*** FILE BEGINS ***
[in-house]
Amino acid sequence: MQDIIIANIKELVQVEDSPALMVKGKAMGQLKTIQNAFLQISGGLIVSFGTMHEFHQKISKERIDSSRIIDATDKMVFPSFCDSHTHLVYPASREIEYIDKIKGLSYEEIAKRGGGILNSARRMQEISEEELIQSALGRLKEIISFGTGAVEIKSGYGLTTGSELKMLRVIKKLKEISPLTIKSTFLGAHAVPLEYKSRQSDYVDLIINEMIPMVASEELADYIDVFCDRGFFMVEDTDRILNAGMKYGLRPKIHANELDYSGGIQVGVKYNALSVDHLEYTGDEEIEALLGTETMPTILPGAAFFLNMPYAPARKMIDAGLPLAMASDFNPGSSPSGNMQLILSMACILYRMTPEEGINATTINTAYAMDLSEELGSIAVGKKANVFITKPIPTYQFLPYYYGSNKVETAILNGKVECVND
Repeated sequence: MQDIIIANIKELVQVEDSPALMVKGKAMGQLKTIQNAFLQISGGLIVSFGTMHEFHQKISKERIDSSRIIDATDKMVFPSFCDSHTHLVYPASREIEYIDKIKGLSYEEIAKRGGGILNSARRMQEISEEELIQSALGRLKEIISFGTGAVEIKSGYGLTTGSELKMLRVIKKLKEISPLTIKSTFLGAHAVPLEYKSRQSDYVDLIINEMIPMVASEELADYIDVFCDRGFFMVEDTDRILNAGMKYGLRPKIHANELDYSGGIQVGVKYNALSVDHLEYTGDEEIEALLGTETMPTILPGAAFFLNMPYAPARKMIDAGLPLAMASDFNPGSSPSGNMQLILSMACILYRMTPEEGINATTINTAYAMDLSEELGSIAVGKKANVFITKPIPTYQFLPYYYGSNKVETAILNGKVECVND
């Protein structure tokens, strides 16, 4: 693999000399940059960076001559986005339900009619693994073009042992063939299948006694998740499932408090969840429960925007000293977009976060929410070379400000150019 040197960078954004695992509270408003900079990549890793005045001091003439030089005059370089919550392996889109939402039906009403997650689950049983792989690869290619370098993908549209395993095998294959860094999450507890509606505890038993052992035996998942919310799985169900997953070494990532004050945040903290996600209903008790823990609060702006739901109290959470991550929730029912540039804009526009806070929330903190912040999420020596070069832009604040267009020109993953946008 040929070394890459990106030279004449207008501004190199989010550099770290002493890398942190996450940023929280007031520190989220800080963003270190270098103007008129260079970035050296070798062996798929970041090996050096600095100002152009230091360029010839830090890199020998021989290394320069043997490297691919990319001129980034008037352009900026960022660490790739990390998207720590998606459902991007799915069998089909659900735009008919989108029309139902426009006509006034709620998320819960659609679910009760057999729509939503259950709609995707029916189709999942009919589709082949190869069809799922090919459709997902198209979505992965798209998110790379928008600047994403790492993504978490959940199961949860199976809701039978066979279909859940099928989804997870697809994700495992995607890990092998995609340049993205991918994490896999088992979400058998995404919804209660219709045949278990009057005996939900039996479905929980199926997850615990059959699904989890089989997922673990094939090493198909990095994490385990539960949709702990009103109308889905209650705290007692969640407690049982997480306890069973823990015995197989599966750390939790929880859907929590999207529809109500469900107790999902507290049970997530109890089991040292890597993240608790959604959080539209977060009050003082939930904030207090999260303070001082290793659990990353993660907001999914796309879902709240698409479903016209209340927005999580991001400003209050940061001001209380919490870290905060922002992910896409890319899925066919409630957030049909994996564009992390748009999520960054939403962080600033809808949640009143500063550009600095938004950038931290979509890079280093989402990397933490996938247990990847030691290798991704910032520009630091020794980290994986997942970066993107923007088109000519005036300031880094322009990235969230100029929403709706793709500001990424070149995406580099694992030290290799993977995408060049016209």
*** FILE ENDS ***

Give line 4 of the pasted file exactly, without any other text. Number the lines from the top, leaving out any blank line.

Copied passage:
């Protein structure tokens, strides 16, 4: 693999000399940059960076001559986005339900009619693994073009042992063939299948006694998740499932408090969840429960925007000293977009976060929410070379400000150019 040197960078954004695992509270408003900079990549890793005045001091003439030089005059370089919550392996889109939402039906009403997650689950049983792989690869290619370098993908549209395993095998294959860094999450507890509606505890038993052992035996998942919310799985169900997953070494990532004050945040903290996600209903008790823990609060702006739901109290959470991550929730029912540039804009526009806070929330903190912040999420020596070069832009604040267009020109993953946008 040929070394890459990106030279004449207008501004190199989010550099770290002493890398942190996450940023929280007031520190989220800080963003270190270098103007008129260079970035050296070798062996798929970041090996050096600095100002152009230091360029010839830090890199020998021989290394320069043997490297691919990319001129980034008037352009900026960022660490790739990390998207720590998606459902991007799915069998089909659900735009008919989108029309139902426009006509006034709620998320819960659609679910009760057999729509939503259950709609995707029916189709999942009919589709082949190869069809799922090919459709997902198209979505992965798209998110790379928008600047994403790492993504978490959940199961949860199976809701039978066979279909859940099928989804997870697809994700495992995607890990092998995609340049993205991918994490896999088992979400058998995404919804209660219709045949278990009057005996939900039996479905929980199926997850615990059959699904989890089989997922673990094939090493198909990095994490385990539960949709702990009103109308889905209650705290007692969640407690049982997480306890069973823990015995197989599966750390939790929880859907929590999207529809109500469900107790999902507290049970997530109890089991040292890597993240608790959604959080539209977060009050003082939930904030207090999260303070001082290793659990990353993660907001999914796309879902709240698409479903016209209340927005999580991001400003209050940061001001209380919490870290905060922002992910896409890319899925066919409630957030049909994996564009992390748009999520960054939403962080600033809808949640009143500063550009600095938004950038931290979509890079280093989402990397933490996938247990990847030691290798991704910032520009630091020794980290994986997942970066993107923007088109000519005036300031880094322009990235969230100029929403709706793709500001990424070149995406580099694992030290290799993977995408060049016209």